Amid the chaos, people did what they could for neighbors, even as they struggled themselves. FABIENNE LEGER: I have Internet, so I go onto Facebook and try to help people reach their loved ones. My friend's husband owns a company that makes ice and water. Every day we go and get all the ice and water we can and take it to the people. They don't have anything. But they are trying to survive. We're just trying to do what we can for them.
By the second night after the quake, gangs and looters roamed the streets, and a new threat loomed. ROSE FRANCK: We found out from some people walking around that the prison collapsed and that everybody was out. That's when we got scared again. The second night and the third night we didn't sleep because we were scared that people could come and do something bad. It's very bad that not only you have to worry about all that's happened, but now you also have to worry about people doing violence.
Thousands of splintered families continue a desperate search for loved ones and survive any way they can. One case: MARCUS FRANCOIS, 19, living in a tent city with his sister Kawalie, 13, hasn't heard from his parents. We don't have anything, just some spaghetti and the clothes on our back. I don't know what our future will be. Right now my dream is to have a place to live for my sister and me. I am thinking that my sister and I will go find my parents. It may take more than a day, but I will find them. Life is hard, very hard, but we are strong.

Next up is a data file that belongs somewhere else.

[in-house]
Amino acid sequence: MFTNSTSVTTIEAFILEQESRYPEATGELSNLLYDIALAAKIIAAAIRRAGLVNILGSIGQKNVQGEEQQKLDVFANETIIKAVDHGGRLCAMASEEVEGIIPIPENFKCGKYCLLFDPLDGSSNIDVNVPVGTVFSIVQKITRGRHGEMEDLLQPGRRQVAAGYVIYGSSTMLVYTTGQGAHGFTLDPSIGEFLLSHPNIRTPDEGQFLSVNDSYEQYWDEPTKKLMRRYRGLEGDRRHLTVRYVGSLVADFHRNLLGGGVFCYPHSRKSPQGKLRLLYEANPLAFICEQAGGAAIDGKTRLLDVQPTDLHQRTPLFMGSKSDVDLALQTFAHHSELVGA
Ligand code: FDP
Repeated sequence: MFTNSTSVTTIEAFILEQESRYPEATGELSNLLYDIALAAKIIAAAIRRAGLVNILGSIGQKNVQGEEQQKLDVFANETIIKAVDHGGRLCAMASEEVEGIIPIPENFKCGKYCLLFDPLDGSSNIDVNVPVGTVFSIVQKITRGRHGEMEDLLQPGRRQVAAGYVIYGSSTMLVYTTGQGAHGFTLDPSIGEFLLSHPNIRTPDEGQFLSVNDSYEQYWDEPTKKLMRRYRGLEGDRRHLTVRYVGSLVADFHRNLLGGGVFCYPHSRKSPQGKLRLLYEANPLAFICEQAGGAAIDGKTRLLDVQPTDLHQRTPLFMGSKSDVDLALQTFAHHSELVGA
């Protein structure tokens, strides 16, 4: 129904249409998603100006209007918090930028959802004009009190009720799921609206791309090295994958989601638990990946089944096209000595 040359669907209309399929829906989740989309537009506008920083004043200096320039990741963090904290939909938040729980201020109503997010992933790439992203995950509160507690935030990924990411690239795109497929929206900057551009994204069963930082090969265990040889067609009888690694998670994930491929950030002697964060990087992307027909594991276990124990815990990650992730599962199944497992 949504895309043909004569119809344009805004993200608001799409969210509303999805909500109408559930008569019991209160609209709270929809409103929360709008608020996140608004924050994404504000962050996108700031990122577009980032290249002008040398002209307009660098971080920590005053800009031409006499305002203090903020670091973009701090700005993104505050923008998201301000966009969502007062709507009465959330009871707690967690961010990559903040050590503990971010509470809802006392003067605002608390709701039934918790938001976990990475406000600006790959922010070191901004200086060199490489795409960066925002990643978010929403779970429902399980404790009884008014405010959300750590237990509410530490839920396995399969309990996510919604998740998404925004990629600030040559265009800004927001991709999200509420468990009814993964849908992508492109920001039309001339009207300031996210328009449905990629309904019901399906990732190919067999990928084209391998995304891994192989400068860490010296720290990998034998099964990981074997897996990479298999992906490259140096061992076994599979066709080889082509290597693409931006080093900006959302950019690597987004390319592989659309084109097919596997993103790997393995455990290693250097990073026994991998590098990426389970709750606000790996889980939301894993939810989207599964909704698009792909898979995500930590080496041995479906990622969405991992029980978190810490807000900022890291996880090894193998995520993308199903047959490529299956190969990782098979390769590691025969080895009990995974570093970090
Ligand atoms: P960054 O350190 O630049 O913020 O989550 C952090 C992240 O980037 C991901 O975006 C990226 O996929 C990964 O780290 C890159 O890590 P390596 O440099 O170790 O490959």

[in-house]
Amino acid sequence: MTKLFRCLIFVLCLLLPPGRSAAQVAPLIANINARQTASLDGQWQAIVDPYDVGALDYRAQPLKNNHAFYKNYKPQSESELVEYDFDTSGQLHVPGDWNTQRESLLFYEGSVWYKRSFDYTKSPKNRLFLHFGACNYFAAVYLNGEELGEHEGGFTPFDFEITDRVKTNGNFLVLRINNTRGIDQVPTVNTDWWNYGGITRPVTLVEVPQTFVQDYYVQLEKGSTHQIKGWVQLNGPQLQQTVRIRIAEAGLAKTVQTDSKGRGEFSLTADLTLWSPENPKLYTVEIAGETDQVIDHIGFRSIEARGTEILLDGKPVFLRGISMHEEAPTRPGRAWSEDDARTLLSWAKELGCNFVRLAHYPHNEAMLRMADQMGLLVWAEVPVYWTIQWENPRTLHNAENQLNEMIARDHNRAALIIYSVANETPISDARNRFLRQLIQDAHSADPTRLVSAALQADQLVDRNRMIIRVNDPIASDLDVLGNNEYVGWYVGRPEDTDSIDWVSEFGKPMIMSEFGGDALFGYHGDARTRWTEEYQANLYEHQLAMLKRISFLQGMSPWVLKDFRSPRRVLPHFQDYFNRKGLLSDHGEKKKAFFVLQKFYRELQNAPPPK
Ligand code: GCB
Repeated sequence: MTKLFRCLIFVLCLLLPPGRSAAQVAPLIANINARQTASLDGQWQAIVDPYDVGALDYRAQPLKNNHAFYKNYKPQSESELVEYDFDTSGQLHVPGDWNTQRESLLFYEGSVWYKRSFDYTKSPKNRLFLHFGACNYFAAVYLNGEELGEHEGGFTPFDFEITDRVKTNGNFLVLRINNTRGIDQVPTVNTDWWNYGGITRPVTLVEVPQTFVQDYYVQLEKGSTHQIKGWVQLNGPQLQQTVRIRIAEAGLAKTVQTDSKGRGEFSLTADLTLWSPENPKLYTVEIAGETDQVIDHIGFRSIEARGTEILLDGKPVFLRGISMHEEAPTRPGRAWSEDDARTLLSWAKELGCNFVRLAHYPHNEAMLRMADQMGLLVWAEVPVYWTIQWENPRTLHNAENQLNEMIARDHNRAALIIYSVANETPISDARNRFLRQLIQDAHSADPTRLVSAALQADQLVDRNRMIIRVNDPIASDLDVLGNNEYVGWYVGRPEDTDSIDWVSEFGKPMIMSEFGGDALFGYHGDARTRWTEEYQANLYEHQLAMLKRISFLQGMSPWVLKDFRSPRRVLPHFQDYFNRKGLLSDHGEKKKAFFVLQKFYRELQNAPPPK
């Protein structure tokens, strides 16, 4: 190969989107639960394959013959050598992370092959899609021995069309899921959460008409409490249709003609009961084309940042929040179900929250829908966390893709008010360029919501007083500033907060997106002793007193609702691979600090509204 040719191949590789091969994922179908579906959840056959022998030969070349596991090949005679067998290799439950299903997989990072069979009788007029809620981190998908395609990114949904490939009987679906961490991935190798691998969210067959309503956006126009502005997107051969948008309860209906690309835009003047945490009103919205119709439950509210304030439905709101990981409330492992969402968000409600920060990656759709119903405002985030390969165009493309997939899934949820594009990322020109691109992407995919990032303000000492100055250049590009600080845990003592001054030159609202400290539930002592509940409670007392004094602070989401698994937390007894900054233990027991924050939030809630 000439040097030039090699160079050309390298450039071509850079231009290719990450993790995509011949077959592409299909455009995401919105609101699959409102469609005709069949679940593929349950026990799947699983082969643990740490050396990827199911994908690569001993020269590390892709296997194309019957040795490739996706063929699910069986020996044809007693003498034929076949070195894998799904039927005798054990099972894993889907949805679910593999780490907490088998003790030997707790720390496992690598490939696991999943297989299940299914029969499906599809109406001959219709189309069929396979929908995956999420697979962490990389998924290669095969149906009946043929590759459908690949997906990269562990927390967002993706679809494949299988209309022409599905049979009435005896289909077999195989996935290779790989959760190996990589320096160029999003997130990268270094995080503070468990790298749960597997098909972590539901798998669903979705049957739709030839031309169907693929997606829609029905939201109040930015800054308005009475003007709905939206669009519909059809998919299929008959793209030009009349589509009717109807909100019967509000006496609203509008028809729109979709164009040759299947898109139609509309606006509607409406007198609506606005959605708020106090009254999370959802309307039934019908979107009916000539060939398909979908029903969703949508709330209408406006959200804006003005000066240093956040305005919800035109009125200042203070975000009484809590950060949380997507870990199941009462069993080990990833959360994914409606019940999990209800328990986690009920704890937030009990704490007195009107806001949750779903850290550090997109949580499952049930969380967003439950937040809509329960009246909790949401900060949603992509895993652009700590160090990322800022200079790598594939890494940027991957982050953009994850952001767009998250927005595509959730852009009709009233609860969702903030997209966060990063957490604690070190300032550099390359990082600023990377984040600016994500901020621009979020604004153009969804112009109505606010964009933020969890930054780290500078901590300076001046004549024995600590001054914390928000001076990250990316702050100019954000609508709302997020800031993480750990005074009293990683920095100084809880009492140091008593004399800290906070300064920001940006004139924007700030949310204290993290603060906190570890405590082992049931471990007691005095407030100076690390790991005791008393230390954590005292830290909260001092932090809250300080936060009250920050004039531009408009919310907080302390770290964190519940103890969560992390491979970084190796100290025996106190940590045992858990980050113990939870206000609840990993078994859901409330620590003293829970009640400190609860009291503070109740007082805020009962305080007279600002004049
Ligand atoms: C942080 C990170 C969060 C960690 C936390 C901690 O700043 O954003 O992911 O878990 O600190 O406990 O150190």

Through grief and mourning, the Haitian spirit remains unbowed. The Hands and Feet Project orphanage near Port-au-Prince held a special church service Jan. 17. Cofounder MARK STUART: The orphans were singing songs and praying for the people around them. To stop and pray and think about people who are less fortunate—it was just a moment of hope.
After finding her mother dead, YOLETTE ETIENNE, 50, the director for Oxfam in Haiti, buried her the next day and then went back to work. She was in the garden; the wall of my neighbor hit her, and she's dead. But all of us are affected. There are so many needs in the street, and we can help; we can help to alleviate the suffering. We cannot fail. We need to do the best we can.
AN ORPHAN'S NEW FAMILY
Elie Michel, 12, was in his two-story block home in Port-au-Prince when the quake struck. He survived, but his mother and father died instantly. "I was all alone and didn't know what to do," says Elie, who that night curled up on the dirt outside the rubble. "I didn't sleep much; I was crying," he says. "Just crying, crying, crying."
The next morning he roamed the streets, looking for something, someone. He found Silvia Lorial, 66, a widow left homeless by the quake. She was weak but seemed calm; he was healthy but scared. Without discussing it, they became a team. "He can help me because he is young," says Lorial. "I was so happy to find her," says Elie. They trudged to a nearby tent city and made shelter out of a broomstick, branches and a blanket.
There, something amazing happened: This makeshift town of strangers adopted them as their own. Tono Pierre, 26, brought them a small bag of rice, half the supply he got from a missionary. "I don't need it all," he says. Another man gave them half his bar of soap; others came by to ask what they needed. The old woman and the orphan found, in each other and in these strangers, a new family. "Elie and I will stay together, and God will provide for us," says Lorial. "He is already providing."